I was reflecting on communion the other day (an occupational hazard) and realized how important the two sacraments recognized by churches in the Reformed tradition – baptism and eucharist (communion, the Lord’s Supper) – are in the post-modern church.  The sacraments are experiential and the experiential is vital to post-modernity.

In my church, baptisms happen infrequently.  This is because not many people in my church are having babies and because we have few converts to Christianity joining the church.  Communion, on the other hand, is a sacrament we celebrate at least monthly and could celebrate weekly.

There is some resistance to weekly (or even bi-weekly) celebrations of communion in my congregation.  This resistance most frequently gets expressed as a fear that more frequent celebrations of this sacrament will lead to it becoming “less special.”  I wonder if there might also be a resistance based in modernity – because sacraments are essentially (in their essence) mystical and the modern mindset resists the mystical, the unexplainable.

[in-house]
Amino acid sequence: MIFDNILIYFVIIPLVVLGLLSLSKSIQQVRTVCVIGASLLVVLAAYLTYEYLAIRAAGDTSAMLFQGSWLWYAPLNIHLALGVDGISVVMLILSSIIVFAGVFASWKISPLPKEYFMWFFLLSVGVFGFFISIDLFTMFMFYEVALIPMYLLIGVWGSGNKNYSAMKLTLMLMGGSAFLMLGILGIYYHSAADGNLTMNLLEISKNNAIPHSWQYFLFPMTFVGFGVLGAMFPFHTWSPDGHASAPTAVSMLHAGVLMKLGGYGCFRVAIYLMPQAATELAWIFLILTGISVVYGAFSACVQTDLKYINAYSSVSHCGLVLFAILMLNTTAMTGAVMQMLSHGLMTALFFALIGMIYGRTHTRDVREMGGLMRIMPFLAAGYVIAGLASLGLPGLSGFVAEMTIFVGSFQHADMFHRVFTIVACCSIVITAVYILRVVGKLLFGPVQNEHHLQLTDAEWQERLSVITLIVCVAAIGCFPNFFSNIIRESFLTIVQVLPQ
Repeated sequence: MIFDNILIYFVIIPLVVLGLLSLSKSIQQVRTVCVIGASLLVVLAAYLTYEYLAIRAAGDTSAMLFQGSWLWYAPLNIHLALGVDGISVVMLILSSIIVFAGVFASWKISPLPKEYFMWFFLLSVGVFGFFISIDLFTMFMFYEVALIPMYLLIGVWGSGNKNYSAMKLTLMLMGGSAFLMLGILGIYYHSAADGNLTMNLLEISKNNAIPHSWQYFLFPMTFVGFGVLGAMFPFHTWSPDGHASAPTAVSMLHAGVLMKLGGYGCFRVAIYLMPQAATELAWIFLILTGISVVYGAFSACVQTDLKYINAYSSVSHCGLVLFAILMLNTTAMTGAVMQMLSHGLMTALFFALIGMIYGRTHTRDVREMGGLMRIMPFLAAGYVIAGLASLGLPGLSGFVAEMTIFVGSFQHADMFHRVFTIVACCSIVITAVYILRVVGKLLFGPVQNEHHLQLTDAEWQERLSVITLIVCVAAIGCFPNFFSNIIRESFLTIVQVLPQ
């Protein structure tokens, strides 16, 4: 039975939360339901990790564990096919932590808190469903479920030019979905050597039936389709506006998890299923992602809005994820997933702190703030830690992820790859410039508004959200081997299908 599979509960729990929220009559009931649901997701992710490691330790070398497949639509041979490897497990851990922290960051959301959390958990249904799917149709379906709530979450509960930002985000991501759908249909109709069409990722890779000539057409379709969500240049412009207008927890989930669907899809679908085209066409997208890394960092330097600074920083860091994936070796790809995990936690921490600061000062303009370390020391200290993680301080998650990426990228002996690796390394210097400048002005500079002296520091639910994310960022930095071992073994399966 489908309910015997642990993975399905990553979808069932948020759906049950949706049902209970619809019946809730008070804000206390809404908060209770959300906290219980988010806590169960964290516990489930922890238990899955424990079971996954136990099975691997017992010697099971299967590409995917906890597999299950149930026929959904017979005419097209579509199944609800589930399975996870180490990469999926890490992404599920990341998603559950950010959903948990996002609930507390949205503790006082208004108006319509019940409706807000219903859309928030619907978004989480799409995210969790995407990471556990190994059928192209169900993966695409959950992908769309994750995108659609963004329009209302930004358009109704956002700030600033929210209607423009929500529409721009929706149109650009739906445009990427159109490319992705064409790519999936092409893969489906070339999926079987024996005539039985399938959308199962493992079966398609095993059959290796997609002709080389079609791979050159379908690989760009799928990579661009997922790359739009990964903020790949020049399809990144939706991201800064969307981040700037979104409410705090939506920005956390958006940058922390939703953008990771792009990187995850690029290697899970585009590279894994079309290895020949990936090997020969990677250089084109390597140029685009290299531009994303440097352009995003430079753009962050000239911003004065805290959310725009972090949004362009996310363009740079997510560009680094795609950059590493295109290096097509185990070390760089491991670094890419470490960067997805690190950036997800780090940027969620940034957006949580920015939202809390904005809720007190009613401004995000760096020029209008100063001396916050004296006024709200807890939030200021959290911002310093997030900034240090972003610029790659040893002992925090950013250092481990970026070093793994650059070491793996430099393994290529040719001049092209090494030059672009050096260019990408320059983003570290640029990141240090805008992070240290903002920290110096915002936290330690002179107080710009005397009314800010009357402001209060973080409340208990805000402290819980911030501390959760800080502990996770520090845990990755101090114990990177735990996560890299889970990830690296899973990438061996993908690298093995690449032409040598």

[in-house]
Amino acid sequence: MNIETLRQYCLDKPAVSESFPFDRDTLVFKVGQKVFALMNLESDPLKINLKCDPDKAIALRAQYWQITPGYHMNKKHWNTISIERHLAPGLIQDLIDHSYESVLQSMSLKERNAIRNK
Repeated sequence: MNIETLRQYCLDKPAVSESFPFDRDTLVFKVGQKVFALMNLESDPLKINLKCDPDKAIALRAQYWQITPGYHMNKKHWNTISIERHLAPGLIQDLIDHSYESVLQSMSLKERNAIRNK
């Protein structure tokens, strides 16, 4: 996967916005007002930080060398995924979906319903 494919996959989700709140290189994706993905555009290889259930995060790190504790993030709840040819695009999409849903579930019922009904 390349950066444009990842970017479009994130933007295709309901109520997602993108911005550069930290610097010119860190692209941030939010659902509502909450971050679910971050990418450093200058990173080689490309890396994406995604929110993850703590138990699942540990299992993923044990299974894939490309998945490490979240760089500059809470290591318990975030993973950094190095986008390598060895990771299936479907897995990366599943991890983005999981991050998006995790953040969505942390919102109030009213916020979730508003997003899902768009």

The modern mind wants to know what communion “means.”  The post-modern mind asks, “What does communion mean to you?”  My answer to this post-modern question varies from experience to experience, depending on what’s going on in my life in that moment and what’s going on in the life of the community.

I hope that, as our church becomes more deeply rooted in post-modern sensibilities, we will be more open to the experiential in worship, especially the experience of communion and of God experienced through this sacrament.